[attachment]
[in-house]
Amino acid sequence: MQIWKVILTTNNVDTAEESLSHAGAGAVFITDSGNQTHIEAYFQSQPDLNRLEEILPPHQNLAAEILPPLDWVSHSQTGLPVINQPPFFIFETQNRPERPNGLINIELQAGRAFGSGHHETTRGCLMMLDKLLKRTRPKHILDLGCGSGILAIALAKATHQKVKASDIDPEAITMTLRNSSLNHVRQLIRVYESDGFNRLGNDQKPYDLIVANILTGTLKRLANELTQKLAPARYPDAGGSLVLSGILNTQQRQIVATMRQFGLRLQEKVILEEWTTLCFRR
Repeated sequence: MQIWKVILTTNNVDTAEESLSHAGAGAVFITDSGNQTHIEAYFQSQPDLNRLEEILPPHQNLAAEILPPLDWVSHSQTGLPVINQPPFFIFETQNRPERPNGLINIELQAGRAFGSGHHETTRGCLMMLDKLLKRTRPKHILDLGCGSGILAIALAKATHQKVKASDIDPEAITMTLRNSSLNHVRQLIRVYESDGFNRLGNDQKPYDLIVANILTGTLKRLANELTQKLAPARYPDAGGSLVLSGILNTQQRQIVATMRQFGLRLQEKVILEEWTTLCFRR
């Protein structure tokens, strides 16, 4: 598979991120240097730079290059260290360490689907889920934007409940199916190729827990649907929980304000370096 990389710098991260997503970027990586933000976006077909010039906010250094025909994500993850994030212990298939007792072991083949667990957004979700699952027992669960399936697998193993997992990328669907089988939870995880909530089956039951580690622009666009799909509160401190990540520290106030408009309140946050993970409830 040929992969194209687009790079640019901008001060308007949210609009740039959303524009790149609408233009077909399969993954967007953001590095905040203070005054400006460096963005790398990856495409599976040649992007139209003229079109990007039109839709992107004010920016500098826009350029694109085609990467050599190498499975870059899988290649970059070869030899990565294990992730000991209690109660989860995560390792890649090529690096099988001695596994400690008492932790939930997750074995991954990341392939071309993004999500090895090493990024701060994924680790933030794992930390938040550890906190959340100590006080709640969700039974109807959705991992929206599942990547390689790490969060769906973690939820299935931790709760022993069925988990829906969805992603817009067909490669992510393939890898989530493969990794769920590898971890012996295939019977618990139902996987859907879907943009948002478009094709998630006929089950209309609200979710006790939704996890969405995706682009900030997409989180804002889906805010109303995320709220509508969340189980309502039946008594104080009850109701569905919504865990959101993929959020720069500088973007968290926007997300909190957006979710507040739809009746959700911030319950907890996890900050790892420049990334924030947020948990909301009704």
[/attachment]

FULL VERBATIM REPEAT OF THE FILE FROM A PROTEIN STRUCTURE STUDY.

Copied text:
[in-house]
Amino acid sequence: MQIWKVILTTNNVDTAEESLSHAGAGAVFITDSGNQTHIEAYFQSQPDLNRLEEILPPHQNLAAEILPPLDWVSHSQTGLPVINQPPFFIFETQNRPERPNGLINIELQAGRAFGSGHHETTRGCLMMLDKLLKRTRPKHILDLGCGSGILAIALAKATHQKVKASDIDPEAITMTLRNSSLNHVRQLIRVYESDGFNRLGNDQKPYDLIVANILTGTLKRLANELTQKLAPARYPDAGGSLVLSGILNTQQRQIVATMRQFGLRLQEKVILEEWTTLCFRR
Repeated sequence: MQIWKVILTTNNVDTAEESLSHAGAGAVFITDSGNQTHIEAYFQSQPDLNRLEEILPPHQNLAAEILPPLDWVSHSQTGLPVINQPPFFIFETQNRPERPNGLINIELQAGRAFGSGHHETTRGCLMMLDKLLKRTRPKHILDLGCGSGILAIALAKATHQKVKASDIDPEAITMTLRNSSLNHVRQLIRVYESDGFNRLGNDQKPYDLIVANILTGTLKRLANELTQKLAPARYPDAGGSLVLSGILNTQQRQIVATMRQFGLRLQEKVILEEWTTLCFRR
């Protein structure tokens, strides 16, 4: 598979991120240097730079290059260290360490689907889920934007409940199916190729827990649907929980304000370096 990389710098991260997503970027990586933000976006077909010039906010250094025909994500993850994030212990298939007792072991083949667990957004979700699952027992669960399936697998193993997992990328669907089988939870995880909530089956039951580690622009666009799909509160401190990540520290106030408009309140946050993970409830 040929992969194209687009790079640019901008001060308007949210609009740039959303524009790149609408233009077909399969993954967007953001590095905040203070005054400006460096963005790398990856495409599976040649992007139209003229079109990007039109839709992107004010920016500098826009350029694109085609990467050599190498499975870059899988290649970059070869030899990565294990992730000991209690109660989860995560390792890649090529690096099988001695596994400690008492932790939930997750074995991954990341392939071309993004999500090895090493990024701060994924680790933030794992930390938040550890906190959340100590006080709640969700039974109807959705991992929206599942990547390689790490969060769906973690939820299935931790709760022993069925988990829906969805992603817009067909490669992510393939890898989530493969990794769920590898971890012996295939019977618990139902996987859907879907943009948002478009094709998630006929089950209309609200979710006790939704996890969405995706682009900030997409989180804002889906805010109303995320709220509508969340189980309502039946008594104080009850109701569905919504865990959101993929959020720069500088973007968290926007997300909190957006979710507040739809009746959700911030319950907890996890900050790892420049990334924030947020948990909301009704």